Wells Fargo is the latest mainstream financial institution to have jumped on the bandwagon of entering the realm of ledger technologies.
Deutsche Bank, one of the world’s largest banks, recently joined a blockchain consortium headed by JP Morgan. The network is meant to allow for the sharing of key transaction details between institutions to reduce transaction times and potentially reduce costs, which is important in an industry where processes are analog and are subject to human error.
Also, JP Morgan, earlier this year unveiled JPM Coin — a stablecoin based on Quorum, the bank’s take on Ethereum technology that is private to improve efficiency and privacy.
Wells Fargo Not the Biggest Crypto Fan
Wells Fargo’s decision not to call its digital asset project a “cryptocurrency” might be for good reason.
The Silicon Valley-based bank has seen a number of run-ins with members of this budding industry over the years.
In 2017, Wells Fargo was sued (case later dropped) by Bitcoin exchange giant Bitfinex, with the exchange accusing the bank of blocking Bitfinex-issued transactions from Taiwan-based banks.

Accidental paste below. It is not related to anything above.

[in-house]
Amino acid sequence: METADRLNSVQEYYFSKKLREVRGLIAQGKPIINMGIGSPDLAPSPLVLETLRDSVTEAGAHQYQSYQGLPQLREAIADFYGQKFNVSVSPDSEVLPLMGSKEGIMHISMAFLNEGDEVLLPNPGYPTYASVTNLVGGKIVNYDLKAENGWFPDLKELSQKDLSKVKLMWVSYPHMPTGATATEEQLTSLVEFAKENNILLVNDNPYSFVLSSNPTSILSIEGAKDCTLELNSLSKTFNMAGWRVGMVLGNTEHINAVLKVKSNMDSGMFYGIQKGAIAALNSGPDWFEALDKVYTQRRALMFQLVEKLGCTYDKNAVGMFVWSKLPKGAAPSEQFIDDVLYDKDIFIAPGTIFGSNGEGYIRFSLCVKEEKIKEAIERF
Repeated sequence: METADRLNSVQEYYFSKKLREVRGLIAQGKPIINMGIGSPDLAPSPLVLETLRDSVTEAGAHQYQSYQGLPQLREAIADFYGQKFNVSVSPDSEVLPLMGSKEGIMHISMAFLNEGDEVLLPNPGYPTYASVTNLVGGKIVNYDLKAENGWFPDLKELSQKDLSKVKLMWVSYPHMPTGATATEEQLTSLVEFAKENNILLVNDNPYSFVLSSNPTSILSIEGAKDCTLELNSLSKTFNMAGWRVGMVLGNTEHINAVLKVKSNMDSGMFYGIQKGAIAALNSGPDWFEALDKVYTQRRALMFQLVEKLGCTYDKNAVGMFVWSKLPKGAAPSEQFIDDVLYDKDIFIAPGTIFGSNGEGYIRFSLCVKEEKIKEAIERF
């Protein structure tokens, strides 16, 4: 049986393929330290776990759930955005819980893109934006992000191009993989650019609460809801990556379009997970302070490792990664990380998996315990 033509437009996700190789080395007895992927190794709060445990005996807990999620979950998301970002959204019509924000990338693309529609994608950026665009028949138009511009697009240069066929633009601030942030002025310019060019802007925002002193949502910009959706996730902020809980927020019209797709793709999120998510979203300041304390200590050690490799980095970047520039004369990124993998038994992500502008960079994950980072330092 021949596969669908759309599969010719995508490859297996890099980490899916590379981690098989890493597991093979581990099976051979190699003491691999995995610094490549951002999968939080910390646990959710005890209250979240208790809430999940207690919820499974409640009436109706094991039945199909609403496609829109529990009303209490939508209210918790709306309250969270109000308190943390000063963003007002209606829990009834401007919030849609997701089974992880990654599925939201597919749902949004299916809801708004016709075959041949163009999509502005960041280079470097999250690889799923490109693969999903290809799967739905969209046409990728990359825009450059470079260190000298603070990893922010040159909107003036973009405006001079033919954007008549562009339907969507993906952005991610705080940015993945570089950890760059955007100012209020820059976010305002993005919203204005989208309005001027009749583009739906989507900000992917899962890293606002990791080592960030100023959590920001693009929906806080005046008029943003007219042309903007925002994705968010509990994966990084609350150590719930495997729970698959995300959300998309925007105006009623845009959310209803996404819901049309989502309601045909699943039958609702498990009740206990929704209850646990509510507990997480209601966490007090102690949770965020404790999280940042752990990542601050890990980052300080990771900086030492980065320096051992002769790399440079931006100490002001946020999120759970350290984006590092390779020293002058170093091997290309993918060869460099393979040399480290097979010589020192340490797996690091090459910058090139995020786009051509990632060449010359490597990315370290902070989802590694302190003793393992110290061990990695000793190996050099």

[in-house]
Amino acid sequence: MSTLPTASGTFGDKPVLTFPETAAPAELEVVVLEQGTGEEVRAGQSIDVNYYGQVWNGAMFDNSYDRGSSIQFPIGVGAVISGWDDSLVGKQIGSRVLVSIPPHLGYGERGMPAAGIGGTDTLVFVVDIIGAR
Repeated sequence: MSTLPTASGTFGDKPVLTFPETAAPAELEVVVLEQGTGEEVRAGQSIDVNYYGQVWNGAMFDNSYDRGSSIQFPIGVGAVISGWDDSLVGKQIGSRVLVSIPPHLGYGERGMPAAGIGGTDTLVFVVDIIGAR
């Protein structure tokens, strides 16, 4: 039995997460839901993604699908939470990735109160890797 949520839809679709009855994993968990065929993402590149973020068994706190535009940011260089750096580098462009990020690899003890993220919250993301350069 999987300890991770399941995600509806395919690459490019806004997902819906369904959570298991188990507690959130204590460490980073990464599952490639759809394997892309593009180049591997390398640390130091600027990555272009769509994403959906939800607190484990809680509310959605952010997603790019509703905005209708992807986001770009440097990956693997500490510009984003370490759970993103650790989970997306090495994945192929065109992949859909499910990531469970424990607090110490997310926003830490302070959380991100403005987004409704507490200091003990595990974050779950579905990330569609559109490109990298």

More recently, Wells Fargo made it clear on Twitter that it doesn’t allow its clients to deal with cryptocurrency transactions, becoming one of the only U.S. banks to explicitly have made such a move. By naming its new project a cryptocurrency, it may have been deemed hypocritical.
Stablecoins Under Fire
Wells Fargo’s product launch comes as stablecoin projects have come under fire from central bank leaders from across the globe. On Monday, representatives of the world’s monetary authorities convened in Switzerland to talk about the potential threats stablecoins pose.
BitPay to Allow Clients to Accept Ethereum: ETH Fundamentals
Ethereum Supported by Crypto Payment Giant
Announced Monday, clients of BitPay will be allowed to natively accept Ethereum (ETH) payments for online goods and services henceforth. A press release from BitPay revealed that this integration with allow ” wallet users [to] be able to store and use Ethereum in a BitPay wallet and BitPay Prepaid Visa Cardholders can top-up debit cards.” BitPay CEO Stephen Pair called the integration of ETH the “next logical choice” in a press comment.